Thursday, August 31, 2006

An Un-Civil War: Marvel's Half-Ass Indictment of the War on Terror Pt. 2

A civil liberty or civil liability?

(Ed.: Okay, when I said conclude … um, I lied.)

We don't need your Civil Wa-aw-awr! What the hell's up with Spiderman's neck?Before I get to the meat of this second installment, I should probably say that I deliberated for some time before I decided to write anything about the Civil War series. That is, I really pondered as I read and re-read sections of the books whether or not the Marvel writers and editors really seemed to have a between-the-lines agenda or if I was reading into something that just wasn't really there.

Well, I certainly think those who don't agree with me could make a good argument. The government in the Marvel universe is notoriously corrupt. Think of all the conspiracy theories about our government throughout history – Marvel incorporates most of it. Corporations are criminally led and have a tremendous amount of influence and control over the government. In some comics, there's the implication that there is a shadow government run by corporations, criminals and super-secret organizations. That's the world in which they operate.

So, the argument could be made that rejecting this evil government is more patriotic and true to the intention of the founding fathers. And that, given the well-documented history of corruption, the Marvel universe is too different from ours to be any kind of commentary -- overt or covert -- on current day goings on. And they might be right.

But there were subtle underpinnings here and there. Supporting characters making comments here and there about fascism, comparing activities to those of the Nazis, and would generally talk about the steady decay of people's civil liberties.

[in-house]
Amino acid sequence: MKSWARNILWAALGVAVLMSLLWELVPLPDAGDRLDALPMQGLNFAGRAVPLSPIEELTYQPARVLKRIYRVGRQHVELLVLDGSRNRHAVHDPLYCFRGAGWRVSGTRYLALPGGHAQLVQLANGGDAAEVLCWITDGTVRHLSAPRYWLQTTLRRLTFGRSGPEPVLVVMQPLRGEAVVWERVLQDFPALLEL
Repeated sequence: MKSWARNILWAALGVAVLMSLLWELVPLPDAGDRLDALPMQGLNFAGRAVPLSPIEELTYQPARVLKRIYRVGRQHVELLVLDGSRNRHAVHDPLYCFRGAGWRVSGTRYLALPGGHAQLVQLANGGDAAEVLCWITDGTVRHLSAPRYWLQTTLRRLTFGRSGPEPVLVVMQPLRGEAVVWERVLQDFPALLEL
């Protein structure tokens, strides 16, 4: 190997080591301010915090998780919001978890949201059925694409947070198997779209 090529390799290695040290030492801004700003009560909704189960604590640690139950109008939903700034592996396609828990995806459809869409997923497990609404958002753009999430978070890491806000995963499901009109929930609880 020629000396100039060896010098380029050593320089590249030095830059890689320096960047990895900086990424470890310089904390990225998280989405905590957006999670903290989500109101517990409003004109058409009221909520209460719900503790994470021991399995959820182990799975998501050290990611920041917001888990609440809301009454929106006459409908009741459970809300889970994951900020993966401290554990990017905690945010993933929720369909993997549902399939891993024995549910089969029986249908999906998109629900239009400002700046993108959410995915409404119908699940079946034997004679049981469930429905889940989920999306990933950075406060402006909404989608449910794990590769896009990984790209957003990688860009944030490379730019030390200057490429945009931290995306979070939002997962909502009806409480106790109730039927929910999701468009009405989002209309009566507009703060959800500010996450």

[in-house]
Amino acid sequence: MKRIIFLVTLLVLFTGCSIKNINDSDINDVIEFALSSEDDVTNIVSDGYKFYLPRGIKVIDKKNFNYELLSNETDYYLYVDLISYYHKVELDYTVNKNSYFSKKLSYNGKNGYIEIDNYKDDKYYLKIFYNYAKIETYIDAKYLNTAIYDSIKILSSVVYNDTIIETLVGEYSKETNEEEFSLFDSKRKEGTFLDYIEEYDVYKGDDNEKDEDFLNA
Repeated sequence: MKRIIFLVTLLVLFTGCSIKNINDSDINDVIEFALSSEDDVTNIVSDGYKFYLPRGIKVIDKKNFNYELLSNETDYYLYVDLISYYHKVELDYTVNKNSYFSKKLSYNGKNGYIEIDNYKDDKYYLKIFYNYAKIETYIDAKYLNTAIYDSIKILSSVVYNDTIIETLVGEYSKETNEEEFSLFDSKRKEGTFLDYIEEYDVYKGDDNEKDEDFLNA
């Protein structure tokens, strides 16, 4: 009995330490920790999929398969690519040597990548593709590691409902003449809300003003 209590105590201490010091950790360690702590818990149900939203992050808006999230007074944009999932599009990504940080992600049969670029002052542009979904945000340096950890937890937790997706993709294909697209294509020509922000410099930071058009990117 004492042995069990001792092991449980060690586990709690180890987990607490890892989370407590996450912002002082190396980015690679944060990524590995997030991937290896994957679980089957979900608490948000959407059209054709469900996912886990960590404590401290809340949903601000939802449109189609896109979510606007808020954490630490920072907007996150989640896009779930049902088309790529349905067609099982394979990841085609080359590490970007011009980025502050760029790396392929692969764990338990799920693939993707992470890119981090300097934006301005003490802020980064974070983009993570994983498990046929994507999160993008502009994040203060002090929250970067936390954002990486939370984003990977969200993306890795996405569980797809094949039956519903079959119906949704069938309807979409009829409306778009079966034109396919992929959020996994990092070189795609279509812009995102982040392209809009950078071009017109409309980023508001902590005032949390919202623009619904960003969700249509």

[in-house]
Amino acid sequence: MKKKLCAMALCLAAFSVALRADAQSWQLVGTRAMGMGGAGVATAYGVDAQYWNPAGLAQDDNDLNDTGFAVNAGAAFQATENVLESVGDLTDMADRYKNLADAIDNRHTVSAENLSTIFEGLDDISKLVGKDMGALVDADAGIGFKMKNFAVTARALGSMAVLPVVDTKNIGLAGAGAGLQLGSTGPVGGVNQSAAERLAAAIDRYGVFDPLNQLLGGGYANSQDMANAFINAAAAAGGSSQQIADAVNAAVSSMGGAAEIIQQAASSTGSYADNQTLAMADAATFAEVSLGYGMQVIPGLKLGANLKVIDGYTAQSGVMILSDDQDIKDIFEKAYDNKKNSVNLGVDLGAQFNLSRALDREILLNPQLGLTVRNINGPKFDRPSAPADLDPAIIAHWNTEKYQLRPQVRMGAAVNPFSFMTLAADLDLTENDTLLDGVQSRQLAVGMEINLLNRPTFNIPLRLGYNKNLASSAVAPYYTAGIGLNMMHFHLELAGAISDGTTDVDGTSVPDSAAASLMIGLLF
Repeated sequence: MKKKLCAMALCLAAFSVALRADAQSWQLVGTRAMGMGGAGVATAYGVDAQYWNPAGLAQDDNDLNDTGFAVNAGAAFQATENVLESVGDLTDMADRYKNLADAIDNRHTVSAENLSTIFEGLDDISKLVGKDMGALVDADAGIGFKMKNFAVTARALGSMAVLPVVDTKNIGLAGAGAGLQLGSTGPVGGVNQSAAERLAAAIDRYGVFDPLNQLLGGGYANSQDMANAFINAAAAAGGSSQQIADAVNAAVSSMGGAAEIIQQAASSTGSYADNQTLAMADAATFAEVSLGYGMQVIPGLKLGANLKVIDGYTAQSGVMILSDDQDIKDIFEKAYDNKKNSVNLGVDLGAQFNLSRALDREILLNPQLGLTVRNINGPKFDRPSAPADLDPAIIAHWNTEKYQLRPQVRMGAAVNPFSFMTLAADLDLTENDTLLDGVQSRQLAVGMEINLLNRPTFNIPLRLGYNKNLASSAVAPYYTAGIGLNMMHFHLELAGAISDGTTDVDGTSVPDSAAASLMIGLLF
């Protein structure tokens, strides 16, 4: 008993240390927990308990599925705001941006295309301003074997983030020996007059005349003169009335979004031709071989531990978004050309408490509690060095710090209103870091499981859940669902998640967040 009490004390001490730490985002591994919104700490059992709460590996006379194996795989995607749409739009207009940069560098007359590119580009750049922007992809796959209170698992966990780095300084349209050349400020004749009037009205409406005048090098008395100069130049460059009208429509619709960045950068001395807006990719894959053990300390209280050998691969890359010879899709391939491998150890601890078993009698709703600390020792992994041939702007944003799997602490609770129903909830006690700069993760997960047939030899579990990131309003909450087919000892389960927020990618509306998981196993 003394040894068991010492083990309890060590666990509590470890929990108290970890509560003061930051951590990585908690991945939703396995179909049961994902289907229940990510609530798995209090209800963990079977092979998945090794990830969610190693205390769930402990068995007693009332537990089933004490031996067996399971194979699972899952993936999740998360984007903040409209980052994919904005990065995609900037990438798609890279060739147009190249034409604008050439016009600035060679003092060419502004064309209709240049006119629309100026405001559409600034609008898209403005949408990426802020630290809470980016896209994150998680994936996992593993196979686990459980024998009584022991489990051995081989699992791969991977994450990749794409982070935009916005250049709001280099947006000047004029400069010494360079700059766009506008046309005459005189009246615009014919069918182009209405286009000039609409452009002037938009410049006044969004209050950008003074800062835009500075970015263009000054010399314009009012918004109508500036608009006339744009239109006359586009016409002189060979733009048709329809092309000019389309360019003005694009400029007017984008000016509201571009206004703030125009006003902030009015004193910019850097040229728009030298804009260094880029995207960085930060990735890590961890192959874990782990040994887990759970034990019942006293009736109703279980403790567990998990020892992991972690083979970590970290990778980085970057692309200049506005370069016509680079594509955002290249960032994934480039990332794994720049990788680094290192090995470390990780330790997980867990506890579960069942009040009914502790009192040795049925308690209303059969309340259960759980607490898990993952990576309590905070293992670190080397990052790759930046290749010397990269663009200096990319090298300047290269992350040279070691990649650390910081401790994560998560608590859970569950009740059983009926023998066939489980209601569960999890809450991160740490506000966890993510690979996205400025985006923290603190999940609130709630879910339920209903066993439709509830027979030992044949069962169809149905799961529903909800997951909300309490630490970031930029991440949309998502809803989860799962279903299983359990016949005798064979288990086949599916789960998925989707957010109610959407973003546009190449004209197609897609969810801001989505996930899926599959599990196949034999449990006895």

Then something clenched it for me. One of the characters who was supposed to have died the horrible explosion that set all of this off, survived. He was apprehended and taken to a SECRET GOVERNMENT CONTAINMENT FACILITY. He was given simple choices, but all his rights were trampled all over. He was considered an "enemy superhero combatant." And it suddenly came into focus – this series is, at least in part, an underhanded way of bashing the Bush administration's social policies regarding the War on Terror.

And Civil Liberties seems to be the big problem that most of these heroes seem to have with the registration. They have powers, they want to use them to fight crime, but they have to register with the government. They fear what would happen if their names were made public – if some criminal or villain got a hold of that list – what could happen to the people they love.

The assumption on their part is that because they have the powers, they have an obligation (and in some cases, a holy mission) to use it for good. And that by requiring licensing, the government is trampling on their rights to use these powers.

Now, all this is quickly glossed over because, to me, it seems like a ridiculous argument. You may have been born with the natural ability to kick someone in the head faster than anyone in the history of the planet. But that doesn't give you the right to go around kicking people in the head.

Drivers have to get licenses to drive. Hunters to hunt, fishermen to fish … man, Marvel really went off the deep end here, I think. Just because you are good at doing something, doesn't give you the right to act on the behalf of your fellow man doing it. We require some oversight, buddy.

And instead of dealing with this issue simply, the character get hot, bothered and fight. Which happens all the time in the Marvel universe. But this time it's really a war. It's going to have long-lasting implications on the cannon, and it's dumb.

More than just having weak reasons to get so upset, many of the Marvel characters are acting quite out of character. Reader Mr. Black and White noted in the comments section of the last post the disparity between how you would expect certain heroes to react to the situation. And that, gentle readers, is the subject of the next, and last (promise!) post.

Will Cullen make a salient point? Will there be vindication? Will Thor make an appearance? Find out the answers to these questions and more tomorrow – same pica time, same pica channel!

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